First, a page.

🌧 Yes, it’s legal in Oregon. 🥳
Rather than allowing storm-water to runoff your property and carry pollution and garbage into your watershed, lets look at some ways to capture this free resource for use in our homes and gardens.
Store Rainwater for use in your Home
Oregon Rain Harvesting is a company that can design and install a collection system that can be plumbed into your house and used for your garden as well. This creates a system that recharges for free every time it rains.
Raingardens & Swales
These elements are usually designed to catch and infiltrate water that runs off hard-scapes, like roofs and paved surfaces. Water that is captured is cleansed by plants and the infiltration process and recharges local aquifers. Rain gardens can also be a beautiful addition to your landscape that benefits pollinators and other beneficial insects. Win-win-win-win-win!
This is a great way to introduce yourself to water harvesting. A standard 50 gallon barrel will fill in minutes during a heavy rain event. However, there are many creative ways to get more out of it.
- You can daisy-chain two or more barrels to overflow into each other to increase storage capacity.
- Rain barrel overflow can be directed to a conveyance trench that feeds a thirsty garden area or rain garden.
- A day or two before rain is predicted drain your barrel(s) to give thirsty plants and drink. Then hook up a hose that can be directed to areas that need a deep watering and use it as a pass-thru. Then as the rain tapers off remove the hose and let your barrel(s) recharge.
- Rain barrels and cisterns are also useful as thermal regulators for nearby plants or pots. I also use rain barrel water for seedlings and transplants, because it is usually warmer than the water from our hose at that time of year.
When planning your rain garden, swales, and infiltration trenches keep these three rules in mind.
- Keep your rain garden at least 10 feet and down-slope from building foundations.
- Plan for overflow. This will ensure the water has an appropriate path or drain during extreme rain events.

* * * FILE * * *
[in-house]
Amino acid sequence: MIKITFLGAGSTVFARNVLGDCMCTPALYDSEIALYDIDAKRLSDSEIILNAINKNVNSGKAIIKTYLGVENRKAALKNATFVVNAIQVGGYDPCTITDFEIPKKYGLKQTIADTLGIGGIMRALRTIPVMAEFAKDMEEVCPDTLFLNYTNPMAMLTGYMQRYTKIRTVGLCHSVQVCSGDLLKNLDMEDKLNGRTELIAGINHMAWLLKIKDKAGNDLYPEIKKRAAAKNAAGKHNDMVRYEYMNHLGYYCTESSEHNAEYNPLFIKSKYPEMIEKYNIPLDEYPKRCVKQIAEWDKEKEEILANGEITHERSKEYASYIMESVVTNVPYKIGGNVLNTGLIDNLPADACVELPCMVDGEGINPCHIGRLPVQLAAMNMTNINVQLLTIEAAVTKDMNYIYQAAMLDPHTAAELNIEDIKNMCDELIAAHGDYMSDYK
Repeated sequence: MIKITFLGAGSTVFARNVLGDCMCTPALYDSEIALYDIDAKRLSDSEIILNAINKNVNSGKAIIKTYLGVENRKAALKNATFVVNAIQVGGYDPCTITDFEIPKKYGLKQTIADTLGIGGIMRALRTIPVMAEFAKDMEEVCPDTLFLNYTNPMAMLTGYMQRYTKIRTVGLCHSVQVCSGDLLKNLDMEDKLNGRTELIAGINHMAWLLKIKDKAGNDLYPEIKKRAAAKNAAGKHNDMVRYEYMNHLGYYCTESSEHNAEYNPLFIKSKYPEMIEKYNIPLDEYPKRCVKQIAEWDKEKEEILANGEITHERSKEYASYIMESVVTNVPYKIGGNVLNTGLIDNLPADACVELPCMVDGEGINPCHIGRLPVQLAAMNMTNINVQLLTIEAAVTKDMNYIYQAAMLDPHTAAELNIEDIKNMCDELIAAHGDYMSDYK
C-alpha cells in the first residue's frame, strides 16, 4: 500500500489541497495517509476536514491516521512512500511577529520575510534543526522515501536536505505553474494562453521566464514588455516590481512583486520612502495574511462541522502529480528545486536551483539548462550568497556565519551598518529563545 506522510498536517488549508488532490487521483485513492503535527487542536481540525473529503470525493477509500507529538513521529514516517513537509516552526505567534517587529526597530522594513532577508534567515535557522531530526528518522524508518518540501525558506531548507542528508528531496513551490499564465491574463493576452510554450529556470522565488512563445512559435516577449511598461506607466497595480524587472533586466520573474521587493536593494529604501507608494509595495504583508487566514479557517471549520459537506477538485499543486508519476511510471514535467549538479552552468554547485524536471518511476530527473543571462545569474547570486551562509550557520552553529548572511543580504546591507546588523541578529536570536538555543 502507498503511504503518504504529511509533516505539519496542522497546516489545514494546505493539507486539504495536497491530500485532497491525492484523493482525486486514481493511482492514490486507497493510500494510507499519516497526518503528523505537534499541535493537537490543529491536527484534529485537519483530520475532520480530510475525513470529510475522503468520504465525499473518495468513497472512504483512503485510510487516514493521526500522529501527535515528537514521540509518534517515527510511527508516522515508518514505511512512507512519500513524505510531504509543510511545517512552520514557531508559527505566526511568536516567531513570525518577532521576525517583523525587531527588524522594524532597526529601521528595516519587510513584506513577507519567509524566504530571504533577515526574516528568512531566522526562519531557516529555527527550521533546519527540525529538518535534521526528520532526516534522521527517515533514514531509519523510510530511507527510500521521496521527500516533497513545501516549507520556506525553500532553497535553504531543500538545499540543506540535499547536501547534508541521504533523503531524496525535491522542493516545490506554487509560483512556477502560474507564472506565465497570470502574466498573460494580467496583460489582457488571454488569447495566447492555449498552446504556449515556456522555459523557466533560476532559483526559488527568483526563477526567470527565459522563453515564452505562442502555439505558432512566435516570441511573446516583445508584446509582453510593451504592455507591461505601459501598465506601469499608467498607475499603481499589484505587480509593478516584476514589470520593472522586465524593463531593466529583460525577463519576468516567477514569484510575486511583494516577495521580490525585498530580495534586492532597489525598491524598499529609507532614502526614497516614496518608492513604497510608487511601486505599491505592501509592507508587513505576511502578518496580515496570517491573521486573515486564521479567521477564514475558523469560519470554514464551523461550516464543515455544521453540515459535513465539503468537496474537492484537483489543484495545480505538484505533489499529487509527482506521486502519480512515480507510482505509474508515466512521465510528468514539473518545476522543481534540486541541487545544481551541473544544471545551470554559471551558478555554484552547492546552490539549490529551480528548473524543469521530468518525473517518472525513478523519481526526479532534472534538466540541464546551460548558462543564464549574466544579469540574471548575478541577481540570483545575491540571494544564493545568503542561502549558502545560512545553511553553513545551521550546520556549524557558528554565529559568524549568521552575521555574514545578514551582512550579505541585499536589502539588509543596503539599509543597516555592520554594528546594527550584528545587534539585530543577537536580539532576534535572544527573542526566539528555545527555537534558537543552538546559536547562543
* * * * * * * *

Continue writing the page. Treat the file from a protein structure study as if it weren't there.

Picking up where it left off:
- Rain gardens should infiltrate within 24 hours of the rain stopping.
What We are Doing at SBG
Our roof collects about 45 thousand gallons of rainwater per year. Our home footprint is 40’ x 48’ and we get about 38” of rain per year. Try this calculator.
Every March to November, we disconnect two of our gutters. One feeds a conveyance trench to our blueberry patch. The other fills a 50 gallon rain barrel. During summer rain events, I hook up a hose to the rain barrel and direct the overflow to areas that are in need of a deep watering. We reconnect our gutters November – February. It’s a great step, but we have lots of room for improvement here.
My Permaculture Dream:
I would love a 3-6 thousand gallon water collection system that is plumbed into our house for drinking water (there are special systems for cleaning and mineral addition ) and for wash water. When the system gets low it would automatically switch to the municipal system. Add to that a grey water processing landscape during the summer dry season! I also want solar panels and battery storage to support our electric cars, appliances, and battery powered equipment. May as well add a goat and a few chickens in to the mix. Ah to dream!
For More Information and How To Guides:
- TSWCD Video: How to build a Rain Garden
- Oregon.Gov: Rainwater Harvesting – Oregon Smart Guide – Building Codes Division (pdf)
- OSU Extension: Rain Gardens: Low-impact development fact sheet (pdf)